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Re: Discussing ARIA in HTML5 integration

From: Gregory J. Rosmaita <oedipus@hicom.net>
Date: Thu, 10 Apr 2008 01:48:35 +0100
To: Dan Connolly <connolly@w3.org>, chaals@opera.com, clc@clcworld.net
Cc: public-html@w3.org, wai-xtech@w3.org, Alfred.S.Gilman@IEEE.org, mike@w3.org, Chris.Wilson@microsoft.com, steve@fullmeasure.co.uk
Message-Id: <20080410001459.M36246@hicom.net>

aloha, dan!

thanks for the quick reply...

i'm not sure the technology is extant for the type of test cases you're 
asking for, as they presupposes an HTML5-capable renderer (or simulator 
of such using a snapshot of the working draft) and a fully ARIA-aware 
assistive technology (or simulator of such a beast)...

granted, some simple simulated proof-of-concept tests could (and should) 
be run, and several keyboard support features should be tested without 
assistive technology, for an important, and often over-looked 
constituency of users who benefit from "native accessibility features" 
in both markup languages and the user agents which render them, and a 
co-operative underlying operating system in order to have any meaningful 
interaction with a computer, but who do not require an "assistive 
technology" [reference 1]

but, since ARIA 1.0, as currently deployed (and described in the ARIA 
Roadmap [reference 2], provides a means of enabling interaction with 
markup by conveying relationships, states, properties, roles, and events 
to accessibility APIs, the problem of simple manual testing of 
ARIA-enabled HTML5 pages is not quite such a simple task, although the 
concerns of this population is one of the focuses of the User Agent 
Accessibility Guidelines, version 2.0 [reference 3] and a major motivator
for the inclusion of as much native accessibility support in HTML5 as 

as for interaction with on-screen keyboards, speech input, tactile 
displays, and speech output, for example, those who actually use the 
technologies and know how to evaluate their efficacy would need 
continually updated access to the very latest alpha builds of commercial 
assistive technologies, due to the predominance of third party assistive 
technologies developed by for-profit companies, despite such laudable 
initiatives as NVDA [reference 4] Orca [reference 5] and OATSoft 
[reference 6]

charles, does this hold true for FireVox [reference 7], since FireVox 
runs in FF2 and not FF3?  chaals, does this hold true for Opera with 
the XHTML+Voice plug-in? [reference 8]

yes, there is something to be gleaned from theoretical and/or automated 
tests, but there is a limit as to their efficacy, for -- as we all too 
well know -- one can construct a valid page that is unusable by 

i think our (collaborative, cross-working group) efforts will bear more 
(and more immediate fruit) if (1) PF concentrates on getting ARIA 1.0 
to recommendation status, (2) members of the HTML5 WG with the expertise
and inclination (such as HenriS and SimonP, whose efforts and persistence 
i laud) assist the PF WG to gather as much hard data as to an integration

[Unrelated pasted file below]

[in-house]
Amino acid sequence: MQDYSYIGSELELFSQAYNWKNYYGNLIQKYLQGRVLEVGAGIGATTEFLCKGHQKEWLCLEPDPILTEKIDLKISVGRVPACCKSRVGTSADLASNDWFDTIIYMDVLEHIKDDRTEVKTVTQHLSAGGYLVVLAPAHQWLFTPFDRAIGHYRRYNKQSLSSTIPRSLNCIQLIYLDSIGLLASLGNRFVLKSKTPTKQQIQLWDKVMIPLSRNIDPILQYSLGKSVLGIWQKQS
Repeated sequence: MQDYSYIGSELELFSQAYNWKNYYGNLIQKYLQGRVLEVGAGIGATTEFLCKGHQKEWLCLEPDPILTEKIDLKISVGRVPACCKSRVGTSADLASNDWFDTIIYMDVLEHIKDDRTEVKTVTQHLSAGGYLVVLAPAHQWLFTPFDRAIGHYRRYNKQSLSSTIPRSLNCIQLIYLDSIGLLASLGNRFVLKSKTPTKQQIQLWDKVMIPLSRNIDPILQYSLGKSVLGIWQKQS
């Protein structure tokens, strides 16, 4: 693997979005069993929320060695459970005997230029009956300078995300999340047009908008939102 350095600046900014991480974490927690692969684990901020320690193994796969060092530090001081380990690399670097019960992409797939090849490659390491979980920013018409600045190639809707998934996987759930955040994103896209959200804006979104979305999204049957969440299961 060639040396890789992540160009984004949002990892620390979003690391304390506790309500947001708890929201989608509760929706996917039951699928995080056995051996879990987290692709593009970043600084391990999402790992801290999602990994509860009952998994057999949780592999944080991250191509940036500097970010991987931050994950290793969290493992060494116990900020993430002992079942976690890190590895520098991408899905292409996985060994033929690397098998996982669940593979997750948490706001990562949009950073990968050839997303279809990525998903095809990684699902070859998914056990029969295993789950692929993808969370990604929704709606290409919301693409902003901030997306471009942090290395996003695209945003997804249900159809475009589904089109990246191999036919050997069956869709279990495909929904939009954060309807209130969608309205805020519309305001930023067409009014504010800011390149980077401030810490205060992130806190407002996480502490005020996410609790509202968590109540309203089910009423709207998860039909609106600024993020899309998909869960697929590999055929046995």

strategy which will work in HTML5 without upsetting anyone else's apple 
carts, and (3) pertinent WAI working groups and HTML WG co-ordinate on 
conformance requirements and the engineering of superior solutions to 
those which were implemented in HTML 4x/XHTML 1.0, but which have been 
dropped, deprecated or materially altered in the HTML5 draft...


reference 1: "assistive technology"
 * http://en.wikipedia.org/wiki/Assistive_technology

reference 2: WAI ARIA Roadmap
 * http://www.w3.org/TR/wai-aria-roadmap/#abstract

reference 3: User Agent Accessibility Guidelines, 2.0
 * http://www.w3.org/TR/UAAG20/ (first public working draft)
 * http://www.w3.org/TR/UAAG10/ (UAAG, 1.0)

reference 4: NVDA (NonVisual Desktop Access)
 * http://www.nvda-project.org/
 * http://www.nvda-project.org/blog/

reference 4: Orca
 * http://www.gnome.org/projects/orca/index.html

reference 5: OATSoft (Open Source Assistive Technology)
 * http://www.oatsoft.org/
 * http://www.oatsoft.org/Info
 * http://www.oatsoft.org/Forge
 * http://www.oatsoft.org/Software

reference 6: FireVox
 * http://firevox.clcworld.net/features.html

reference 7: Opera Voice:
 * http://dev.opera.com/articles/voice/

Theory helps us to bear our ignorance of fact.
    -- George Santayana, "The Sense of Beauty"
Gregory J. Rosmaita: oedipus@hicom.net
Camera Obscura: http://www.hicom.net/~oedipus/

---------- Original Message -----------
From: Dan Connolly <connolly@w3.org>
To: "Gregory J. Rosmaita" <oedipus@hicom.net>
Cc: Al Gilman <Alfred.S.Gilman@IEEE.org>, "Michael(tm) Smith" 
<mike@w3.org>, Chris Wilson <Chris.Wilson@microsoft.com>, HTML WG <public-
html@w3.org>, W3C WAI-XTECH <wai-xtech@w3.org>
Sent: Wed, 09 Apr 2008 18:09:26 -0500
Subject: Re: Discussing ARIA in HTML5 integration

> On Wed, 2008-04-09 at 23:45 +0100, Gregory J. Rosmaita wrote:
> [...]
> > and, what i said at last week's HTML WG telecon was that ARIA 1.0 is 
> > needed today and yesterday, and that embedding ARIA in HTML5 test 
> > cases is a non sequitur, because:
> Ah... that's what you were responding to. When I asked on the
> phone, you said you weren't responding to anything I had said.
> I was at a loss.
> We need test cases for every feature of HTML 5;
> I prefer to use test cases whenever we make a
> technical decision as a WG. So I'm confused when
> you say that test cases for ARIA in HTML 5
> are a non sequitur.
> -- 
> Dan Connolly, W3C http://www.w3.org/People/Connolly/
> gpg D3C2 887B 0F92 6005 C541  0875 0F91 96DE 6E52 C29E
------- End of Original Message -------
Received on Thursday, 10 April 2008 00:50:17 UTC

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